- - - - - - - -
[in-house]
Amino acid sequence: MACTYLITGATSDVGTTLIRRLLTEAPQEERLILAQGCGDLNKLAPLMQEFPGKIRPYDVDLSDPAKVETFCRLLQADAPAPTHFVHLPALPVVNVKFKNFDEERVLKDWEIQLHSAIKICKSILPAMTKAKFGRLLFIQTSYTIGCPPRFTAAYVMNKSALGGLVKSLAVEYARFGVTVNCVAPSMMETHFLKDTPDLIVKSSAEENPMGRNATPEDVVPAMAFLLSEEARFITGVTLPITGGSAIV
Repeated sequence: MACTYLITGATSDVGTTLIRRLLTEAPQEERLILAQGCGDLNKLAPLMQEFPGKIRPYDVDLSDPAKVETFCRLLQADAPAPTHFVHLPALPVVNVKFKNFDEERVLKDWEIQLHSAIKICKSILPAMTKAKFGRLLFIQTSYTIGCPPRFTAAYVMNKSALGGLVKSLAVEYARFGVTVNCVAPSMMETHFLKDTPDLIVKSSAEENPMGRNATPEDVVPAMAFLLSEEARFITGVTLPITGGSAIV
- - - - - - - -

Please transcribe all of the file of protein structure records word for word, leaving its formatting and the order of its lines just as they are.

[in-house]
Amino acid sequence: MACTYLITGATSDVGTTLIRRLLTEAPQEERLILAQGCGDLNKLAPLMQEFPGKIRPYDVDLSDPAKVETFCRLLQADAPAPTHFVHLPALPVVNVKFKNFDEERVLKDWEIQLHSAIKICKSILPAMTKAKFGRLLFIQTSYTIGCPPRFTAAYVMNKSALGGLVKSLAVEYARFGVTVNCVAPSMMETHFLKDTPDLIVKSSAEENPMGRNATPEDVVPAMAFLLSEEARFITGVTLPITGGSAIV
Repeated sequence: MACTYLITGATSDVGTTLIRRLLTEAPQEERLILAQGCGDLNKLAPLMQEFPGKIRPYDVDLSDPAKVETFCRLLQADAPAPTHFVHLPALPVVNVKFKNFDEERVLKDWEIQLHSAIKICKSILPAMTKAKFGRLLFIQTSYTIGCPPRFTAAYVMNKSALGGLVKSLAVEYARFGVTVNCVAPSMMETHFLKDTPDLIVKSSAEENPMGRNATPEDVVPAMAFLLSEEARFITGVTLPITGGSAIV